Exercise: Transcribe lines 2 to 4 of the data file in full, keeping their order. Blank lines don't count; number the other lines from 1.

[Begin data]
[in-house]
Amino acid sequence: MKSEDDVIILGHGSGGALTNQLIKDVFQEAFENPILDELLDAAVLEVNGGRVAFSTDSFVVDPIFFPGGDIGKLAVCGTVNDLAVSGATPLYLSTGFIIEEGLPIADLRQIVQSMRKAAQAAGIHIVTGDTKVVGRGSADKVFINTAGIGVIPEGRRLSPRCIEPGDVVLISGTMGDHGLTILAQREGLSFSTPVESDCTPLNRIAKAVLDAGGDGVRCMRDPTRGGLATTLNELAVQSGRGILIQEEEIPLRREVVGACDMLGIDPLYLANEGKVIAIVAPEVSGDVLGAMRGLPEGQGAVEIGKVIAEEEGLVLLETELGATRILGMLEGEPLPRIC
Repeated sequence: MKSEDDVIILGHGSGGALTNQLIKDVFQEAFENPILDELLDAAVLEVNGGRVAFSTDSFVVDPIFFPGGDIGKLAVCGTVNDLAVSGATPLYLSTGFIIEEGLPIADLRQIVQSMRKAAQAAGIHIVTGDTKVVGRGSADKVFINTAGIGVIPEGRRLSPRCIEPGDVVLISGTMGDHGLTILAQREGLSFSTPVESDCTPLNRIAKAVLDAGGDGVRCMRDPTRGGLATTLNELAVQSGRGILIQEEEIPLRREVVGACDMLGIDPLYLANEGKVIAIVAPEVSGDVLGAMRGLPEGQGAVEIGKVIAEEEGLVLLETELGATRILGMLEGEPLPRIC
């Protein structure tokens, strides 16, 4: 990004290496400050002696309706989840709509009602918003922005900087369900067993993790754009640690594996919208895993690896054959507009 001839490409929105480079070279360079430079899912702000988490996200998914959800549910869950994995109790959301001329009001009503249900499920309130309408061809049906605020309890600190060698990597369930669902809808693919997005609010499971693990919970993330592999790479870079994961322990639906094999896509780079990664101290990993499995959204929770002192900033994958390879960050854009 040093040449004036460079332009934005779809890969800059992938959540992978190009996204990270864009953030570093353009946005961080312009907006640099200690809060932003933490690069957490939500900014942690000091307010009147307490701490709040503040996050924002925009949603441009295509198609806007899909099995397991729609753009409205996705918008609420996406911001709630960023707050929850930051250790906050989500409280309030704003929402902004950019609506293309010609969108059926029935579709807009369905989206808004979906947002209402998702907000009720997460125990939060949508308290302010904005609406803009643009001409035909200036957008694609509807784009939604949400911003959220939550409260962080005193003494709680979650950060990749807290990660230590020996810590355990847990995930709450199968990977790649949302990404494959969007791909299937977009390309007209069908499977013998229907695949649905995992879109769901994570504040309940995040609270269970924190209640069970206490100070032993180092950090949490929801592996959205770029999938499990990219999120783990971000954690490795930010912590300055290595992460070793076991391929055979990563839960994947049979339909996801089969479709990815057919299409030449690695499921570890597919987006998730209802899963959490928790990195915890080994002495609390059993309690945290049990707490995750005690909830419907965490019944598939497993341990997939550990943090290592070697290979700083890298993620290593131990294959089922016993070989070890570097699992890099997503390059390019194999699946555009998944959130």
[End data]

Amino acid sequence: MKSEDDVIILGHGSGGALTNQLIKDVFQEAFENPILDELLDAAVLEVNGGRVAFSTDSFVVDPIFFPGGDIGKLAVCGTVNDLAVSGATPLYLSTGFIIEEGLPIADLRQIVQSMRKAAQAAGIHIVTGDTKVVGRGSADKVFINTAGIGVIPEGRRLSPRCIEPGDVVLISGTMGDHGLTILAQREGLSFSTPVESDCTPLNRIAKAVLDAGGDGVRCMRDPTRGGLATTLNELAVQSGRGILIQEEEIPLRREVVGACDMLGIDPLYLANEGKVIAIVAPEVSGDVLGAMRGLPEGQGAVEIGKVIAEEEGLVLLETELGATRILGMLEGEPLPRIC
Repeated sequence: MKSEDDVIILGHGSGGALTNQLIKDVFQEAFENPILDELLDAAVLEVNGGRVAFSTDSFVVDPIFFPGGDIGKLAVCGTVNDLAVSGATPLYLSTGFIIEEGLPIADLRQIVQSMRKAAQAAGIHIVTGDTKVVGRGSADKVFINTAGIGVIPEGRRLSPRCIEPGDVVLISGTMGDHGLTILAQREGLSFSTPVESDCTPLNRIAKAVLDAGGDGVRCMRDPTRGGLATTLNELAVQSGRGILIQEEEIPLRREVVGACDMLGIDPLYLANEGKVIAIVAPEVSGDVLGAMRGLPEGQGAVEIGKVIAEEEGLVLLETELGATRILGMLEGEPLPRIC
């Protein structure tokens, strides 16, 4: 990004290496400050002696309706989840709509009602918003922005900087369900067993993790754009640690594996919208895993690896054959507009 001839490409929105480079070279360079430079899912702000988490996200998914959800549910869950994995109790959301001329009001009503249900499920309130309408061809049906605020309890600190060698990597369930669902809808693919997005609010499971693990919970993330592999790479870079994961322990639906094999896509780079990664101290990993499995959204929770002192900033994958390879960050854009 040093040449004036460079332009934005779809890969800059992938959540992978190009996204990270864009953030570093353009946005961080312009907006640099200690809060932003933490690069957490939500900014942690000091307010009147307490701490709040503040996050924002925009949603441009295509198609806007899909099995397991729609753009409205996705918008609420996406911001709630960023707050929850930051250790906050989500409280309030704003929402902004950019609506293309010609969108059926029935579709807009369905989206808004979906947002209402998702907000009720997460125990939060949508308290302010904005609406803009643009001409035909200036957008694609509807784009939604949400911003959220939550409260962080005193003494709680979650950060990749807290990660230590020996810590355990847990995930709450199968990977790649949302990404494959969007791909299937977009390309007209069908499977013998229907695949649905995992879109769901994570504040309940995040609270269970924190209640069970206490100070032993180092950090949490929801592996959205770029999938499990990219999120783990971000954690490795930010912590300055290595992460070793076991391929055979990563839960994947049979339909996801089969479709990815057919299409030449690695499921570890597919987006998730209802899963959490928790990195915890080994002495609390059993309690945290049990707490995750005690909830419907965490019944598939497993341990997939550990943090290592070697290979700083890298993620290593131990294959089922016993070989070890570097699992890099997503390059390019194999699946555009998944959130």